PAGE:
Amen Todd! Thanks for calling the Church to action in this regard. After all, “Religion that God our Father accepts as pure and faultless is this: to look after orphans and widows in their distress …”

    However, it’s the rest of that passage that the church seems to be struggling more with these days “… and to keep oneself from being polluted by the world.” (James 1:27)

  3. Christiane says

    This time of year we read of another foster father in the Gospel of St. Matthew:

    “19 And Joseph her husband, being a righteous man and not wanting to disgrace her, planned to send her away secretly.
    20 But when he had considered this, behold, an angel of the Lord appeared to him in a dream, saying,
    “Joseph, son of David, do not be afraid to take Mary as your wife; for the Child who has been conceived in her is of the Holy Spirit. 21″She will bear a Son; and you shall call His name Jesus, for He will save His people from their sins.”

    Joseph’s loving example has always been a model for Christian people who foster and adopt little ones and offer them protection and care.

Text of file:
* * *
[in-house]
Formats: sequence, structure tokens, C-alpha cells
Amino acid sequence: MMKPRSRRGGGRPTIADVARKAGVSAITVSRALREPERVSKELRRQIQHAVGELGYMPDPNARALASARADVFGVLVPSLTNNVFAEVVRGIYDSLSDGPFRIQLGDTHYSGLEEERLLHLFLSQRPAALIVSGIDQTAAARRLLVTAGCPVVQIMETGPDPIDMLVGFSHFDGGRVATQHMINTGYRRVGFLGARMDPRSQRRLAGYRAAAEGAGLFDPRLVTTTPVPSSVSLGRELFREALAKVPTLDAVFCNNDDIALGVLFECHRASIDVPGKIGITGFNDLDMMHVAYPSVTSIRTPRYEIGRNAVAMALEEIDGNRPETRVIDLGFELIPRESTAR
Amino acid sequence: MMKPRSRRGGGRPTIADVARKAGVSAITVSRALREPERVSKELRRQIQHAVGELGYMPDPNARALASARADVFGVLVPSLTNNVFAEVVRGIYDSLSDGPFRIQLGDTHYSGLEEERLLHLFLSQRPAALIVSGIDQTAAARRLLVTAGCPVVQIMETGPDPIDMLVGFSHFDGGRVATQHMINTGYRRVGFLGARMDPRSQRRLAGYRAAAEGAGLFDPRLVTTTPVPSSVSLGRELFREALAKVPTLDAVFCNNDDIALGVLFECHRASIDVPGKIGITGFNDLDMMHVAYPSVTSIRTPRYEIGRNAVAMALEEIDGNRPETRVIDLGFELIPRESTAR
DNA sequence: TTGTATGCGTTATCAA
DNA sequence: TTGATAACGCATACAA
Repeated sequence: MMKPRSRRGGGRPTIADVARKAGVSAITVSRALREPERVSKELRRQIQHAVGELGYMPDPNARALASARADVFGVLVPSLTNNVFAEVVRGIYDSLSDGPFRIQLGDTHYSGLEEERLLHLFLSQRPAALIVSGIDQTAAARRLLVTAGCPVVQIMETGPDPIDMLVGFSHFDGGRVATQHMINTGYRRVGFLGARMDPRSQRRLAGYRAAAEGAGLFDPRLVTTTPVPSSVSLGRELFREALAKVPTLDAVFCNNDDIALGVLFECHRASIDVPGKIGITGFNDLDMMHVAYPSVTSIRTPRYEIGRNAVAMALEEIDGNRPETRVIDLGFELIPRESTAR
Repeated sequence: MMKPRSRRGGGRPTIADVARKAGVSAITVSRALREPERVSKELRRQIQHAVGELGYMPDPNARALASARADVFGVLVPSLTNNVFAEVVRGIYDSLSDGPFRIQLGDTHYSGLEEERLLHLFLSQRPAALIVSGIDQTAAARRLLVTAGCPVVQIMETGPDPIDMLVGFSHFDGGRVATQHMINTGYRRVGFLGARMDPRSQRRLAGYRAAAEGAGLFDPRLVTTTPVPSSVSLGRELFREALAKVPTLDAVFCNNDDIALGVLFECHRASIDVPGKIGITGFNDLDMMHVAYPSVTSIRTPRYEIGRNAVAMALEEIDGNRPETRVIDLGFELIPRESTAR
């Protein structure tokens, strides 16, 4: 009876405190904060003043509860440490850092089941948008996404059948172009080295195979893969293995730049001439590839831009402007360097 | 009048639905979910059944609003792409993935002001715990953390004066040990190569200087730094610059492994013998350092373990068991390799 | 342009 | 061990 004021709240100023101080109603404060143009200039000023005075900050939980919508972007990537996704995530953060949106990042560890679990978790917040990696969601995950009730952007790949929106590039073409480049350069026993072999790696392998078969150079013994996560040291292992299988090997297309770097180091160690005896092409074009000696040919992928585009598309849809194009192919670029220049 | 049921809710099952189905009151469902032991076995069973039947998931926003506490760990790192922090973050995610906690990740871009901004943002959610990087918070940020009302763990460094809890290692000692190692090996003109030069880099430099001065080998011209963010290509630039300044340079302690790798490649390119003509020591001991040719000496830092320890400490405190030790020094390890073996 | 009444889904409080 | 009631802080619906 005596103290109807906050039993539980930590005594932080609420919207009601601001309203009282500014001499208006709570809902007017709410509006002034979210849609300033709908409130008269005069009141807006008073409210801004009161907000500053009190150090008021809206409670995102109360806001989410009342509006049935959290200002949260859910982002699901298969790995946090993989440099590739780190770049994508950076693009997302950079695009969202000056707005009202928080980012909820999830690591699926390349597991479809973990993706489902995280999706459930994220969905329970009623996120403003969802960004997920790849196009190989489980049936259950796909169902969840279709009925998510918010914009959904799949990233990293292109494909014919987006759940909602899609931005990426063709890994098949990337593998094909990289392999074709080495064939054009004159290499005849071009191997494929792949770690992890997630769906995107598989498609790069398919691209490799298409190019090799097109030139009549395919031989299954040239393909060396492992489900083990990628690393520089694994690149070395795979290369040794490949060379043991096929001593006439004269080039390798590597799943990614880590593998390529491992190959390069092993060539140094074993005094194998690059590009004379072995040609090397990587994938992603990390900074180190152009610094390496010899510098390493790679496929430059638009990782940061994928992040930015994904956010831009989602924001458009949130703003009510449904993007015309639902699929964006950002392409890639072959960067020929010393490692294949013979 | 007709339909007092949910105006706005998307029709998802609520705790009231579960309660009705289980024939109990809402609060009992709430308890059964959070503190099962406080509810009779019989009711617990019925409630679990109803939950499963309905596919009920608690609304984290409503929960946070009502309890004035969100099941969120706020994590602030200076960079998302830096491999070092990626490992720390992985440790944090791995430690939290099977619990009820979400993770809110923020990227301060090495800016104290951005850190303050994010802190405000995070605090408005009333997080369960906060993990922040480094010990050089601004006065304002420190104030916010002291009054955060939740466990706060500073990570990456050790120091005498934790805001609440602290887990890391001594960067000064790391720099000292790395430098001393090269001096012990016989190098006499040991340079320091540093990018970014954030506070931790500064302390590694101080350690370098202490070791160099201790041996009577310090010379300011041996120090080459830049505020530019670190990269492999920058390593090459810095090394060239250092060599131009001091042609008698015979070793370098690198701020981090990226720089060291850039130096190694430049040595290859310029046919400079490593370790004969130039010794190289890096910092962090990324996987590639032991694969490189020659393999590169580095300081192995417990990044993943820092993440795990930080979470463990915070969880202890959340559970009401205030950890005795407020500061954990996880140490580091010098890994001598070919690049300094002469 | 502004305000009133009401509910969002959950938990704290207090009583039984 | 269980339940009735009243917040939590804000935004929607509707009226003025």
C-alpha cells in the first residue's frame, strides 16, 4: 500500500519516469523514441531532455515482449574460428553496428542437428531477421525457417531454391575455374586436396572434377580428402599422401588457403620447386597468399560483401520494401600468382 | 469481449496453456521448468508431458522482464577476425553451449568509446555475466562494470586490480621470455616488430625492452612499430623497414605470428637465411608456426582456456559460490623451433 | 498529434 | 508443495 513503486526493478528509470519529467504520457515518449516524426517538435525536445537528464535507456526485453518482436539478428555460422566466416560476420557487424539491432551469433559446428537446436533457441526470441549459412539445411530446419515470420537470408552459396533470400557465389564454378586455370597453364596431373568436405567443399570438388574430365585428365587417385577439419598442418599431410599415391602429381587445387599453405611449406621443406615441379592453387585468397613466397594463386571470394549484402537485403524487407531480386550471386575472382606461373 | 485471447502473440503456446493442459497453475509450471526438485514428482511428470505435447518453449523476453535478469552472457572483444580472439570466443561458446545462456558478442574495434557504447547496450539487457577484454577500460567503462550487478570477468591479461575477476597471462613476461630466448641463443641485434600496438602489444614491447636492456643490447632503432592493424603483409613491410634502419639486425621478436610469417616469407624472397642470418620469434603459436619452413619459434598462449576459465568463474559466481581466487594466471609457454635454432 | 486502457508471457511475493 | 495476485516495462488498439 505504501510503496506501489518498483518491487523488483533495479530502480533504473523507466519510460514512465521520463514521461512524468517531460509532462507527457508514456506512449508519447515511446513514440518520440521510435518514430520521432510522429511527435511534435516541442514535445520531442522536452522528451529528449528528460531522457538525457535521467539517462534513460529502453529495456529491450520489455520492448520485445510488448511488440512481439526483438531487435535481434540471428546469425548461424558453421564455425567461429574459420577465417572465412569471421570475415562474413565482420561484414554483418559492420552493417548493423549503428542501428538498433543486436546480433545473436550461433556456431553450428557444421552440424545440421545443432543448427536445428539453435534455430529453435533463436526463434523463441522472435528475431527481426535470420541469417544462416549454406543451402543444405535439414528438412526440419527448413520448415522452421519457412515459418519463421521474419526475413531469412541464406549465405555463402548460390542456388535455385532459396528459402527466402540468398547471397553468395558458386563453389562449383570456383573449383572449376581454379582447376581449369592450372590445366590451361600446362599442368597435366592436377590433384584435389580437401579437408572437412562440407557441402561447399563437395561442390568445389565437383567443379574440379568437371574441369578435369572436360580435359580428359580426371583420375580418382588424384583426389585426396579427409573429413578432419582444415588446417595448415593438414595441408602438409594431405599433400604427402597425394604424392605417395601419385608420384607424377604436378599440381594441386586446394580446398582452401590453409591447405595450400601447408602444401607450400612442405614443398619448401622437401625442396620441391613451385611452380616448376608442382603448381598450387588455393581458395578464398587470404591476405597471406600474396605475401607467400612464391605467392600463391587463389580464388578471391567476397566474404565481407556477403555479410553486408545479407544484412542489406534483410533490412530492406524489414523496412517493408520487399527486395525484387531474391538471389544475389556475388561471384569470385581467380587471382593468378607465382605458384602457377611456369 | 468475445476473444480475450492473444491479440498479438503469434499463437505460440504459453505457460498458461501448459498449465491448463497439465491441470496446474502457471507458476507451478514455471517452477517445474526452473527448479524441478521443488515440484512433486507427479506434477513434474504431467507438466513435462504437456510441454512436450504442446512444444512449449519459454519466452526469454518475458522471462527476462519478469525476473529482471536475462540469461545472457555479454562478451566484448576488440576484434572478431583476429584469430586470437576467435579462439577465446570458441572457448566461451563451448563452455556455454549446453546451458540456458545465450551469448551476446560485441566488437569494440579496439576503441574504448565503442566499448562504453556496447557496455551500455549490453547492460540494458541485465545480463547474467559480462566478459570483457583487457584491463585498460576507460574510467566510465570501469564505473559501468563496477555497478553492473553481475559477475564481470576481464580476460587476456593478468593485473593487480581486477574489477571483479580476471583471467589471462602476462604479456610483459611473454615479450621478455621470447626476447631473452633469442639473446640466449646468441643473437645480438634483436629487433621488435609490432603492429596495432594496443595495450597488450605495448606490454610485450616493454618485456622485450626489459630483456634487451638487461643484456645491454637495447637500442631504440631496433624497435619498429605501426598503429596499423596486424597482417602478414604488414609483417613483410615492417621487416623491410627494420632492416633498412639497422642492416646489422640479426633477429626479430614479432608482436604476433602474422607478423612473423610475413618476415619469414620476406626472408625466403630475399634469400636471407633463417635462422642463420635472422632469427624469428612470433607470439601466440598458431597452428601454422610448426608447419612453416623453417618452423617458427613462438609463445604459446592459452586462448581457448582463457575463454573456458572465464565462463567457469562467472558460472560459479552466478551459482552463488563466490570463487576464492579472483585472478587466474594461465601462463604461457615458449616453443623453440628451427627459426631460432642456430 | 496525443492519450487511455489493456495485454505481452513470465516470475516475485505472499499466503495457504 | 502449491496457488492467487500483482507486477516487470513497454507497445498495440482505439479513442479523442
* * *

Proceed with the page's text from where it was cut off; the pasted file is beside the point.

4. says

    Todd, amen and amen and amen!! But I didn’t always feel this way. I’ve been Christian ministry since 1987 and honestly caring for orphaned and abandoned children was never on my radar until the earthquake in Haiti almost 4 years ago.

    Thankfully God gripped my heart and opened my eyes and I think you are right that this command of scripture is gaining traction and largely for the right reasons.

    Though my focus is in Haiti, I’m hopeful in seeing American churches stepping up involvement in fostering and US adoption via the foster care system.

    Important in all this, I think, is that whether here or in Haiti or Uganda, the ministry to orphaned and abandoned children needs to be local church based.

    Les

  5. Todd Benkert says

    One of my pastor friends mentioned his thankfulness for those who have made the commitment to adopt. I responded that I am thankful for the support of our church family and believing friends. The “cost” of commitment is easier to bear when the whole church participates in caring for orphans and adoptive families.